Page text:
Two days after new chairman is sworn in, Churchill says she is stepping down July 11, citing workload
Just when it appeared order had been restored at Saukville Town Hall, another piece of the municipal puzzle will be missing.
Town Clerk M. Susan Churchill submitted her letter of resignation Thursday, June 19. The resignation will be effective Friday, July 11.
In her letter, Churchill said she will be out of town through June 28 on a scheduled vacation, and then return to the office for two weeks.
“I have enjoyed trying to contribute to the town’s well-being,” Churchill wrote.
“I would, however, suggest that this is not a part-time job, for which I was hired. My recommendation is to hire two part-time people, so that there is the equivalent of a full-time person there and there is always someone who is available for coverage of the office.”
She was hired to work up to 20 hours a week.
With a limited staff, Churchill and Treasurer/Deputy Clerk Gloria Arredondo have generally staggered their hours to make sure there was someone at Town Hall during office hours.
The resignation notice came two days after Don Hamm was selected to fill the unexpired term of Barb Jobs as town chairman.
Jobs stepped down this spring to devote more time to caring for her ailing husband.
Hamm’s selection as chairman came last week during a special meeting prior to the Town Board meeting.
In accordance with state statute, Churchill and supervisors Kate Smallish and Curt Rutkowski took part in the secret balloting that led to Hamm’s appointment.
Churchill, an attorney and town resident, began serving as clerk in August 2012.
She worked behind the scene at Town Hall, but Churchill drew attention to the challenges of being a part-time clerk last month, when she gained approval to hire a part-time administrative assistant to organize decades of neglected records.
That position was approved on a three-month provisional basis. Churchill’s husband, Owen Madson, was hired at a pay rate of $10 an hour for up to 20 hours a week, to develop an efficient filing system.
Madson is a retired administrator who worked for 31 years at the University of Wisconsin-Milwaukee and the town’s chief election inspector.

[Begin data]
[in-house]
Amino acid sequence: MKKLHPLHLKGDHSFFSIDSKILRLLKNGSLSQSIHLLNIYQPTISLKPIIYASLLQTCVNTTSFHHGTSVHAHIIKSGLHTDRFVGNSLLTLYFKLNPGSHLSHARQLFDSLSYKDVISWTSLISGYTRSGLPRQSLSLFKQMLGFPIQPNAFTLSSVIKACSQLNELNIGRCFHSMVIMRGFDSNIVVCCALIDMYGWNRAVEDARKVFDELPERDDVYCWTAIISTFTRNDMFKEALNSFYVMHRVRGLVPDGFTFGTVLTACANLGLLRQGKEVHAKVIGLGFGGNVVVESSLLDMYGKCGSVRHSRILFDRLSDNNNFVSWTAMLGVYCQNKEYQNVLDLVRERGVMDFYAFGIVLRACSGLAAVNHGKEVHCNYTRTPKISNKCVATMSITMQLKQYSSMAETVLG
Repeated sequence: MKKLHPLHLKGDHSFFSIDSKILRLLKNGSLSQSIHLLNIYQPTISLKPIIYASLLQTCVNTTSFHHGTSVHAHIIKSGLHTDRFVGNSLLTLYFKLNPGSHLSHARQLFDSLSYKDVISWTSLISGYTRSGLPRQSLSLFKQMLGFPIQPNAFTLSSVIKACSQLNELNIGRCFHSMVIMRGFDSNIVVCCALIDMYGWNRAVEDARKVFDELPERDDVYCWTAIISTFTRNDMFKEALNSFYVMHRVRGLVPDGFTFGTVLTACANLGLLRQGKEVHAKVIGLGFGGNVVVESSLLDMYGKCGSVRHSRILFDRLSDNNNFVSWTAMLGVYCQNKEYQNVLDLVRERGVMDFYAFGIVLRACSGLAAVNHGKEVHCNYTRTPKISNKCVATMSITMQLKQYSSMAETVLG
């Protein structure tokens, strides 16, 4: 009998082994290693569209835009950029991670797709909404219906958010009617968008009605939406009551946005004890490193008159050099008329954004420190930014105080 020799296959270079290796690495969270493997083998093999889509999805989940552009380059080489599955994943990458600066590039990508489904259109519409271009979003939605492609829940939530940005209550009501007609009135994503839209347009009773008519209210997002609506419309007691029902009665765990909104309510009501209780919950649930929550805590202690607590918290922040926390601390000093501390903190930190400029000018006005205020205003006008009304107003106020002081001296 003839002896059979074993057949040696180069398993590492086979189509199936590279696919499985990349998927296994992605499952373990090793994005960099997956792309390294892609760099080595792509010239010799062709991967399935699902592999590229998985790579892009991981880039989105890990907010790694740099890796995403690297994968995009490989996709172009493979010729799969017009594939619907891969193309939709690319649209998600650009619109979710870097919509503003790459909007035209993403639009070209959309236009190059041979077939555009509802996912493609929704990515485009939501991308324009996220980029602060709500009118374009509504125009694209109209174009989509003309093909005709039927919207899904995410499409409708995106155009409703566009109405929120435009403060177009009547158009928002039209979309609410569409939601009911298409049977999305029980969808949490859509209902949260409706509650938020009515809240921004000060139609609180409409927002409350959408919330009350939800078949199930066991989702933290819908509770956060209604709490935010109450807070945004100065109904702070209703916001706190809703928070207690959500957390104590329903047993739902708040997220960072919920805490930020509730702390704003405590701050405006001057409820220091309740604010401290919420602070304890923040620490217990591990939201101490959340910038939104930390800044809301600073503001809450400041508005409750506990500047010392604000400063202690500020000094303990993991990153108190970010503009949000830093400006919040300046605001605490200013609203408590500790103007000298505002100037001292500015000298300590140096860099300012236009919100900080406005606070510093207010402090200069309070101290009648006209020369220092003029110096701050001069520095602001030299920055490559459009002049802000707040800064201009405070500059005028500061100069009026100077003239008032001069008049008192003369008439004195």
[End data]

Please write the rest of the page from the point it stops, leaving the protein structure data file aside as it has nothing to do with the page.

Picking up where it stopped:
Churchill told the board that slow progress was being made in bringing order to the town’s files. The duration of Madson’s position came into question as supervisors reviewed the minutes of the meeting that cleared the way for the hiring.
Rutkowski said it was not his intention to have a simple report on the progress made in organizing the office after three months. Instead, he said he wanted the board to determine whether the position merited continuation.
“Any vote on reauthorization should be based on need,” Rutkowski said. “My intention was that this would not be in perpetuity. If in three months we find we no longer need the position, we won’t continue it.”
Churchill said her husband might not be interested in continuing the project if it was going to be discontinued at the end of summer.
Smallish said there were signs that Churchill felt overwhelmed by the work that was supposed to be accomplished during her part-time hours.
“At times, the position of town clerk can be a little like being in the middle of a paintball game, with things coming at you from every direction,” Smallish said.
“It is unfortunate this is something Don (Hamm) had to walk into.”
In 2008, town voters approved a referendum making town clerk an appointed position, so the Town Board can hire someone from outside the community to fill the position.